Multiple Grammy award winner, Carl Jackson, was born in the small town of Louisville, Mississippi on September 18, 1953. By the time he was eight years old, thanks to his father’s influence and a burning desire inside, he was already well on his way to being an accomplished musician.
At age fourteen, after playing backstage at a local concert for Jim and Jesse McReynolds, he was asked to be a Virginia Boy by the bluegrass greats and soon found himself on the stage of the Grand Ole Opry. He played banjo for Jim and Jesse for almost five years before joining The Sullivan Family for a short time as a guitarist. Carl then broke away and journeyed to Columbus, Ohio to form a group called “The Country Store” with close friends Jimmy Gaudreau, Bill Rawlins, and the late Keith Whitley. The band in its original form would last little more than a week, for just around the corner lay another big break for the boy from the hills of Mississippi.
Glen Campbell came into town to play the state fair and being huge fans of his, Carl and Keith went out to see the show. Afterwards they ran into Glen’s banjo player, Larry McNeely, who persuaded Carl to come by the next day for a jam session. After picking for a while, Larry suddenly told Carl he had been looking for someone to take his place with Glen because he was tired of traveling and that Carl was the man. Larry took him to meet and play for Campbell and Glen hired him on the spot. For the next twelve years, Glen featured Carl everywhere he went as “the greatest banjo player in the world”.
During his years with Glen, Carl started to concentrate on his vocal and songwriting abilities as well as his musicianship. He recorded two albums for Capitol Records, (“Carl Jackson: Banjo Player” and “Old Friends”), three for Sugar Hill, (“Banjo Man: A Tribute To Earl Scruggs”, “Song Of The South”, and “Banjo Hits”), and then in 1984 his signing with Columbia Records produced a couple of top forty country songs, (“She’s Gone, Gone, Gone” and “Dixie Train”).
It was at this time that Carl made the decision to leave Glen Campbell and strike out on his own. It has turned out to be a very wise one. As a vocalist, you can hear him on recordings with the likes of EmmyLou Harris, Dwight Yoakam, Vince Gill, Ricky Skaggs, Steve Wariner, Garth Brooks, Janie Fricke, Dolly Parton, Sweethearts Of The Rodeo, Marsha Thornton, John Anderson, Mac Davis, Pam Tillis, Radney Foster, Joe Diffie, Rebecca Lynn Howard, Holly Dunn, Glen Campbell, Lorrie Morgan, Martina McBride, Marty Stuart, Ken Mellons, Tammy Wynette, Hank Williams Jr., Rodney Crowell, Mike Reid, James Bonemy, Mindy McReady, Linda Ronstadt, Keith Whitley, George Jones, Rhonda Vincent, Patty Loveless, Ricky Van Shelton, Shawn King, Ashley Monroe, Alecia Nugent, Mark Newton, Bradley Walker, Travis Tritt, Merle Haggard, Jon Randall, Blake Shelton, Brad Paisley, Joey + Rory or Roger Miller just to name a few; or you may hear a Jackson song recorded by such artists as Glen Campbell (“Letter to Home”), Wild Rose (“Breaking New Ground”), Pam Tillis (“Put Yourself In My Place”), Garth Brooks (“Against The Grain” & “Fit For A King”), Trisha Yearwood (“Lonesome Dove”), Diamond Rio (“Close To The Edge”), Patty Loveless (“You Don’t Know How Lucky You Are”), Steve Wariner (“The Same Mistake Again”), Vince Gill (“Real Lady’s Man”), Daron Norwood (“My Girl Friday”), Rhonda Vincent (“I’m Not Over You”), Mike Snider, The Seldom Scene, Charly McLain, Nancy Sinatra, The Chuck Wagon Gang, Bobbie Cryner, The Lewis Family, Keith Stegall, Tony Rice, Red Steagal, Doyle Lawson & Quicksilver, Ricky Skaggs, The Whites, lllrd Tyme Out, The Rarely Herd, Alecia Nugent, Continental Divide, The McCarters, The Country Gentlemen, Mark Newton, Johnny Paycheck, Rebecca Lynn Howard, Mel Tillis, Bradley Walker, Jim & Jesse, Larry Cordle & Lonesome Standard Time, Jon Randall, Ricky Lynn Gregg, Mountain Heart, Terri Clark, The Oak Ridge Boys, Brad Paisley, Marty Raybon, Joe Diffie or The Nitty Gritty Dirt Band. Carl’s work can even be heard at baseball and football games as he has penned theme songs and jingles for the California Angels (“California 9 to 5”), (“Dreams”) and (“Something To Shout About”) and the Ole Miss Rebels (” ‘Neath The Oaks In The Grove”).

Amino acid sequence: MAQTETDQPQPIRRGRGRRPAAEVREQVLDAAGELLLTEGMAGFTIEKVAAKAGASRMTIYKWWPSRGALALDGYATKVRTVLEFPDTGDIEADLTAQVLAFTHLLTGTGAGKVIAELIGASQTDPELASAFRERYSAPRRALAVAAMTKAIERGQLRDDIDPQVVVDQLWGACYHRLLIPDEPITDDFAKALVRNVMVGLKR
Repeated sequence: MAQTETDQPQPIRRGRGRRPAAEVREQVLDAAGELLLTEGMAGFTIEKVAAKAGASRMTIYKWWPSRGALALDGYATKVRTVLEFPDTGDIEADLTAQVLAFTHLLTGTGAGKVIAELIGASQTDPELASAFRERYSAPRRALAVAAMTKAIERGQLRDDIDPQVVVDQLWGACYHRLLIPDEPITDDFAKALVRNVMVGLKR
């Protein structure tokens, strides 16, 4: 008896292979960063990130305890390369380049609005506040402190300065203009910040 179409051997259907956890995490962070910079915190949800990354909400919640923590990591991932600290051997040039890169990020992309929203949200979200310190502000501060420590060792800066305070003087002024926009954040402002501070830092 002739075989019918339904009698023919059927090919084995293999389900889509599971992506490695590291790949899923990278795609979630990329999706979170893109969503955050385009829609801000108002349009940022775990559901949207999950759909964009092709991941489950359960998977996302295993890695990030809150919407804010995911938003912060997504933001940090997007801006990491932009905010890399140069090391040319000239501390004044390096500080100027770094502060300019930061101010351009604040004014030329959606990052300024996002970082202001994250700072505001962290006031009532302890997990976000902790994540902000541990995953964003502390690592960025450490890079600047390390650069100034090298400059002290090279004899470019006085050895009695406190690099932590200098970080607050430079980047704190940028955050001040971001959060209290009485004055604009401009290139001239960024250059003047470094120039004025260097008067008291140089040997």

Jackson’s “Little Mountain Church House” was voted the 1990 International Bluegrass Music Association song of the year and a more recent version by George Hamilton IV was a 2005 Dove Award nominee for bluegrass song of the year. On February 25th, 1992, for his album with John Starling entitled “Spring Training”, Carl was awarded his first Grammy. A few months later he received a Dove Award for southern gospel song of the year, “Where Shadows Never Fall”, recorded by Glen Campbell. The beautiful ballad, “No Future In The Past”, by male vocalist of the year Vince Gill was a huge songwriting success for Carl and was named the #1 Country Song of the Year for 1993 by Radio & Records magazine. In 1998, after hearing Carl’s demo, Garth Brooks decided to include the Jackson spiritual entitled “Fit For A King” in his “Sevens” project. All in all, Carl has had hundreds of his songs recorded, with sales in excess of forty million units. A poll conducted by Bluegrass Unlimited Magazine several years ago found Carl to have written eight of the top 200 bluegrass songs of all time.